Wednesday, 13 May 2009

Accuracy of academy schools statement: Comments by Martin Francis

Martin you are at liberty to post direct to GL discuss, and I will post your comments on andy's statement to the GL and GPTU blogs as I have no intention of censorship. I posted Andy's statement as a draft because I have technical problems with email access currently and I thought it better to post it and then add comments. PM

-----Original Message-----
From: Martin
To: Andy Hewett
Sent: Wed, 13 May 2009 8:46
Subject: GreenLeft statement on Lewisham Bridge

I note that my response on the accuracy of the statement on funding in this press release has not been circulated on Green Left discuss, although a separate message giving information has been.

I am concerned that this part of the statement is wrong:

State funding which has been lavished upon the private banks is not so forthcoming where it is so desperately needed for example in education. Instead private finance is being used to fund schools, leading to effective privatisation in the guise of Academy Schools and Foundation Trusts. What's good enough for the banks is evidently not good enough for the rest of us.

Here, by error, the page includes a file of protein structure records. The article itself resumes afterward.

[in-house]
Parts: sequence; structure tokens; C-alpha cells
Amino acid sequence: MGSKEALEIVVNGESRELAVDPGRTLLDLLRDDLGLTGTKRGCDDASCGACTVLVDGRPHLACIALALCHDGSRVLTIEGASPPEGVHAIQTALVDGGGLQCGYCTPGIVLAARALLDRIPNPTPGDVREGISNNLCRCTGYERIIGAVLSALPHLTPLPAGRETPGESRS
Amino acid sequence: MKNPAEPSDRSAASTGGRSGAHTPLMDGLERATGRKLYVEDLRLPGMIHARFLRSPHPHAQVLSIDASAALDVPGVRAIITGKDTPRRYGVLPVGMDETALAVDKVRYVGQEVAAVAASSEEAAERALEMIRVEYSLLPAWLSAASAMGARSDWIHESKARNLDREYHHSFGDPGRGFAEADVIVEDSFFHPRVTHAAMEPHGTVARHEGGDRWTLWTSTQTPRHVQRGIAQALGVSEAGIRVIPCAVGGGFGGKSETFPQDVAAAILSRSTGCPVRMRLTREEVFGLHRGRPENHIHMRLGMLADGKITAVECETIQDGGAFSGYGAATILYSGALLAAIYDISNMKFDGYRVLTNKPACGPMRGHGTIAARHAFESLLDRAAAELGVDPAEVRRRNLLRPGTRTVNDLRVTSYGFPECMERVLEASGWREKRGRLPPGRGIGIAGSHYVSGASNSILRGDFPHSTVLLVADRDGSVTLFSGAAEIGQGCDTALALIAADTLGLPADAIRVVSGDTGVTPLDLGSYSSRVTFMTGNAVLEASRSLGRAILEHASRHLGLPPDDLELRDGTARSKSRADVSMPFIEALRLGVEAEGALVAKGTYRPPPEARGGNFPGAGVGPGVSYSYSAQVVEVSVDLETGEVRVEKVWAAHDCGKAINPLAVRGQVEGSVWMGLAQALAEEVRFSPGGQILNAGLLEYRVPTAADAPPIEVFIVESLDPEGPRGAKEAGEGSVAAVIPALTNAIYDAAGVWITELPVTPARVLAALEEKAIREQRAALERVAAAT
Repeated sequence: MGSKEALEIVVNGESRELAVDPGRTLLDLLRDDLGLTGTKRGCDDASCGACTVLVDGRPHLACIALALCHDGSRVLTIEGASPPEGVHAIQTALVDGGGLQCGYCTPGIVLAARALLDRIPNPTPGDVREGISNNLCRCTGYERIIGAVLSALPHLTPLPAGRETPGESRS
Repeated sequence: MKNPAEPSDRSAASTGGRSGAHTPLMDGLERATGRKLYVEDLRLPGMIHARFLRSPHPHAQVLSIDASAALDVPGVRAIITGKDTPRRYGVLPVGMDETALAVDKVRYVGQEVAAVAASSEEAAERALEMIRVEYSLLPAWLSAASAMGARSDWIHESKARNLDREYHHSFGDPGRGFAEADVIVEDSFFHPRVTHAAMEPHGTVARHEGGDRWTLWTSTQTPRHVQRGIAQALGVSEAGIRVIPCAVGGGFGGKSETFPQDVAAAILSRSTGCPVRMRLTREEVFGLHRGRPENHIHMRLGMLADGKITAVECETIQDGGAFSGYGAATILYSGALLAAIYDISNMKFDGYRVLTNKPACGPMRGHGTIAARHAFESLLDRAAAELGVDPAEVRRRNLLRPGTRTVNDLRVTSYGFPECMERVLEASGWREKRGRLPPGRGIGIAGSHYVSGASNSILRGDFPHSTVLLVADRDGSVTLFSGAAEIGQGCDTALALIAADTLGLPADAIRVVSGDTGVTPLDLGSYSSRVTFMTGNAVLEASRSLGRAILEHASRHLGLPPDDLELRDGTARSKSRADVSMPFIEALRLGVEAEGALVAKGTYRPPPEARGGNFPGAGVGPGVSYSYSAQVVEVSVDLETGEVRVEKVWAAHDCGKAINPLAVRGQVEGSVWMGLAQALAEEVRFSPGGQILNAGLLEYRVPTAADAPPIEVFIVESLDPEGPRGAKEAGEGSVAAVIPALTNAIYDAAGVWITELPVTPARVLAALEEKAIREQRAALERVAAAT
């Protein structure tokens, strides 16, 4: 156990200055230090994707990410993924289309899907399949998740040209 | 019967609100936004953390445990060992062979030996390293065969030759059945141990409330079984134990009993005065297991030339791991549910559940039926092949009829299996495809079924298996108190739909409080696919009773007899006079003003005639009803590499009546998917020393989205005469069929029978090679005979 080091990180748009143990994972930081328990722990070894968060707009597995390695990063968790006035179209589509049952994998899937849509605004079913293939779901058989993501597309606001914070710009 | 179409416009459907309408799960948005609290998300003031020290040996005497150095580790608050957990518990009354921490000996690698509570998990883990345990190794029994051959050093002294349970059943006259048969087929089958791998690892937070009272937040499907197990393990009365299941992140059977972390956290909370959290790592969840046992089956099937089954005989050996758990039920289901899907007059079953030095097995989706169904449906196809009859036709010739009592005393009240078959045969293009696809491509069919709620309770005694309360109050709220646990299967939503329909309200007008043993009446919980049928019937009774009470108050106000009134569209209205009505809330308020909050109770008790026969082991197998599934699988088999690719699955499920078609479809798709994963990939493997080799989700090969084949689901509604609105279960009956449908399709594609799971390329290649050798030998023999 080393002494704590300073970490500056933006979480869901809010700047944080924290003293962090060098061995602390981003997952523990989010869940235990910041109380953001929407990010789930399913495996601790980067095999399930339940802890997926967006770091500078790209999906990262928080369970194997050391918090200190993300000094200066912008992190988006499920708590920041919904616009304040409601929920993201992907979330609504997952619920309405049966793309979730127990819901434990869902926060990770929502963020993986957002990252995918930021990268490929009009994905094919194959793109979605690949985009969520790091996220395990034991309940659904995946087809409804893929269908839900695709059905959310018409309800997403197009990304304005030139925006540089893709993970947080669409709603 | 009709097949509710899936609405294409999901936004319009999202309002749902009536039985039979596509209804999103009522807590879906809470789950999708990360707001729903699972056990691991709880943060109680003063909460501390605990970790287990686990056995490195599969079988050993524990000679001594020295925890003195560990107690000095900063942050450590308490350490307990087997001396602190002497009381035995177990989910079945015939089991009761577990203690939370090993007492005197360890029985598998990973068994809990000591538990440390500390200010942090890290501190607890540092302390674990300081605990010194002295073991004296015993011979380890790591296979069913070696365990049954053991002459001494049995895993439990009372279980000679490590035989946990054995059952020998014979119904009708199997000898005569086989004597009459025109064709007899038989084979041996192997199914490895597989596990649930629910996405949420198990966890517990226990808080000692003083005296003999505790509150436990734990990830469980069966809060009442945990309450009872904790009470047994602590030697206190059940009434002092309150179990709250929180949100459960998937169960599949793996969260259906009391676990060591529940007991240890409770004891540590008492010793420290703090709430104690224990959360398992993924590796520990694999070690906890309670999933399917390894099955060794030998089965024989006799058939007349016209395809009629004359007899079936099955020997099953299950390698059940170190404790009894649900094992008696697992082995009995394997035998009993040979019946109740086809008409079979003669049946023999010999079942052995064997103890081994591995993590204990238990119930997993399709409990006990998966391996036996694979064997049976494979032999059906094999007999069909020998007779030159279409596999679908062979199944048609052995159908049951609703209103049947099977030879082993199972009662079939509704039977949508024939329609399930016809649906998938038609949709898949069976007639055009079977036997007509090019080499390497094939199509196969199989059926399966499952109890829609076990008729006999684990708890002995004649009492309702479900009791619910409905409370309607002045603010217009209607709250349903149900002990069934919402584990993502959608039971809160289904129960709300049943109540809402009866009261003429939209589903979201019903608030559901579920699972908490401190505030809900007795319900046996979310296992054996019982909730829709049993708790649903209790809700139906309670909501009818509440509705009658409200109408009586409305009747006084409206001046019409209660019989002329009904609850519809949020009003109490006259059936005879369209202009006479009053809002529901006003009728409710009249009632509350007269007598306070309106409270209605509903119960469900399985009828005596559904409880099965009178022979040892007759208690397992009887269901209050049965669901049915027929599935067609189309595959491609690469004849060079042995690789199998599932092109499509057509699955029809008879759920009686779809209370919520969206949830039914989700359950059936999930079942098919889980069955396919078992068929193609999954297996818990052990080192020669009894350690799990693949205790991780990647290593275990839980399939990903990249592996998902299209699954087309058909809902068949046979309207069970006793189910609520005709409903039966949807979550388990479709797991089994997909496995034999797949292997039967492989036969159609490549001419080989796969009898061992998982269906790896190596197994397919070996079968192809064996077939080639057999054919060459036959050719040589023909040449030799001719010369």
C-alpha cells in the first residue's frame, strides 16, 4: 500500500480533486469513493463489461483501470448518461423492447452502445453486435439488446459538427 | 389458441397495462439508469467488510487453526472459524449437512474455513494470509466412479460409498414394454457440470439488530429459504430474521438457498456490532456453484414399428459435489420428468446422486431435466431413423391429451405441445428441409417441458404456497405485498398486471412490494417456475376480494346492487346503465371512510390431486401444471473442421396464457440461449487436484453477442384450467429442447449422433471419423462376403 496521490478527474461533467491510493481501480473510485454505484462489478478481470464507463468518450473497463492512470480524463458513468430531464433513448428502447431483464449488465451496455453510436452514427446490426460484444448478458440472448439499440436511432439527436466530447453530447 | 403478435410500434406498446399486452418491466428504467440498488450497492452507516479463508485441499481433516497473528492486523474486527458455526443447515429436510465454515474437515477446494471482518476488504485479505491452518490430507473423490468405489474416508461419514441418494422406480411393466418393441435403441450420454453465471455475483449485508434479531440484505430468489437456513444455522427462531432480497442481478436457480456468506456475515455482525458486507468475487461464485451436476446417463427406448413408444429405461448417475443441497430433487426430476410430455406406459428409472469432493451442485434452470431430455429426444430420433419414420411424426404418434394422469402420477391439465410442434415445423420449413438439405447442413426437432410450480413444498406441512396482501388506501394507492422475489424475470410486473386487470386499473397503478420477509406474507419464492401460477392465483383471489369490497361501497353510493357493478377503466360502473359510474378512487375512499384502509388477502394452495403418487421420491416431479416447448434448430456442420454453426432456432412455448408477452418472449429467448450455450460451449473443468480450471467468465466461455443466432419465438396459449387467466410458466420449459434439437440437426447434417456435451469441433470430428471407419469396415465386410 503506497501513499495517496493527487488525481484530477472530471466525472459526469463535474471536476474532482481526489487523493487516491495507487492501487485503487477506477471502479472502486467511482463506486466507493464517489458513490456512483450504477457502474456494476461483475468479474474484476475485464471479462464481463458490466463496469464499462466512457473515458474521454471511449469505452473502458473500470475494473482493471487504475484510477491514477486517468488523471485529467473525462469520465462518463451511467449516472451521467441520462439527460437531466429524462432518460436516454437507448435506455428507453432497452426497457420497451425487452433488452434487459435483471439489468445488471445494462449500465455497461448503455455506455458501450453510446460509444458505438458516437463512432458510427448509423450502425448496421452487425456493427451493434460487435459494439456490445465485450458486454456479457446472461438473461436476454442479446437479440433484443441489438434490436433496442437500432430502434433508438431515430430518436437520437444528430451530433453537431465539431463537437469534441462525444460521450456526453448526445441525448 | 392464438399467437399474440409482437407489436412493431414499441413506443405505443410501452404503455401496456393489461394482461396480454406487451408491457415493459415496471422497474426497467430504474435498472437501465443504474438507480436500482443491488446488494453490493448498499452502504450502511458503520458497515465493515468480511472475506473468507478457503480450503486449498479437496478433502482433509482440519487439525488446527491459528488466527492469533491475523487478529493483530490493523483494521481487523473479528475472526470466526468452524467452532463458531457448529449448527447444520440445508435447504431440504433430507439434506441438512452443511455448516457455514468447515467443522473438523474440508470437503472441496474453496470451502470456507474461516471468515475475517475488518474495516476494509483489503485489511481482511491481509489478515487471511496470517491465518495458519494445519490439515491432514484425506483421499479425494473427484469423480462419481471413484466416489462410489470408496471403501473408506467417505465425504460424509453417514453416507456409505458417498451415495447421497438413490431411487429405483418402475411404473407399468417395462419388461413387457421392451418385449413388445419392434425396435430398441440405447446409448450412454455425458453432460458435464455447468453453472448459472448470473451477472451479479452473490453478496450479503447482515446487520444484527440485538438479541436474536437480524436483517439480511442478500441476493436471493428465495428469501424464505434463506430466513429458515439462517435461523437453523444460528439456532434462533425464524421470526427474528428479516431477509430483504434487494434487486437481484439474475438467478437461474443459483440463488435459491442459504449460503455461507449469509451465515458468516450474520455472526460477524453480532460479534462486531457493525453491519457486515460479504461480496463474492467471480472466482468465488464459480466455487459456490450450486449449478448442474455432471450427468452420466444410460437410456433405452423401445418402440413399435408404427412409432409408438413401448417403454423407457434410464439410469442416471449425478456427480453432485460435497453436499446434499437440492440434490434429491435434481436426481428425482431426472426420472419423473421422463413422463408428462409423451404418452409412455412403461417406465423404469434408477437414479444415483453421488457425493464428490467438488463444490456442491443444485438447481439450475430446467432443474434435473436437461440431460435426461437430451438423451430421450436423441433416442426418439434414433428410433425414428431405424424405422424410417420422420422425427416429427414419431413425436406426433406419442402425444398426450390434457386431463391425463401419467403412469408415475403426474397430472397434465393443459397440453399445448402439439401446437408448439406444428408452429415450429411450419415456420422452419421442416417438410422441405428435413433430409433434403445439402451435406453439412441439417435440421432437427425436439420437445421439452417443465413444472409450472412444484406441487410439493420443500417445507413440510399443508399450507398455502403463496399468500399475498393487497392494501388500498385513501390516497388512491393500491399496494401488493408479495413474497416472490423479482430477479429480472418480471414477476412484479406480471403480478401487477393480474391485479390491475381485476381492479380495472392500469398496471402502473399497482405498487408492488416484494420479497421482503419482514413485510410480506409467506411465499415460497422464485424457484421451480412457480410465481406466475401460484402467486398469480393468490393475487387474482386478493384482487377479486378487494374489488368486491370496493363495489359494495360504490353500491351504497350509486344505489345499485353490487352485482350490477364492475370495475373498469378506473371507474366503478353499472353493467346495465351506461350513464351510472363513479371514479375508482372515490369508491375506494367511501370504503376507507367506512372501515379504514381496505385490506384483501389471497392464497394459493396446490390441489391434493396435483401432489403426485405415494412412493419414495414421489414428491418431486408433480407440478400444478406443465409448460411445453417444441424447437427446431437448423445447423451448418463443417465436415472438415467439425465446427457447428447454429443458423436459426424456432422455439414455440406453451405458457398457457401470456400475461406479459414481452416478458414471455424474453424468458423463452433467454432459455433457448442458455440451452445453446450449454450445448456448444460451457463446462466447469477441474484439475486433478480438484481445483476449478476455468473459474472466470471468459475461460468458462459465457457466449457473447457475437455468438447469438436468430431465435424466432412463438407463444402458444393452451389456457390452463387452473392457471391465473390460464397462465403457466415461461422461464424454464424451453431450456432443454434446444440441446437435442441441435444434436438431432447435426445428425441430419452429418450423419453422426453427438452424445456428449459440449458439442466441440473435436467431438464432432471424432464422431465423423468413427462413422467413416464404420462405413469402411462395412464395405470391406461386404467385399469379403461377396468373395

Schools funded by private capital and taken out of the control of Local Education Authorities are undemocratic and accountable only to themselves.

Academies have only a small contribution (£2m) from the sponsor and this has been going down. Most of the money comes from direct from the government as do the running costs and other grants. The Academies programme is based on the premise that private entrepreneurs and charities will introduce a new ethos in failing schools and they will be freed from the 'dead hand' of local authorities. The sponsor gets an automatic majority on the governing body so local democratic control is lost and they also gain control of the buildings and grounds. One of our main platforms in fighting the local academy is this loss of democratic control and accountability over our local schools. It is worth noting that despite early promises of freedom from government control, funding agreements have been used to set conditions and local authorities have become more involved in academies as their record in raising standards has been questioned. Michael Goves, for the Tories, has written a paper that claims the government is increasingly intervening in academies and they are likely to give them more 'freedom' if elected, as well as reducing the financial input required from sponsors and extending the programme to primary schools.

Martin Francis

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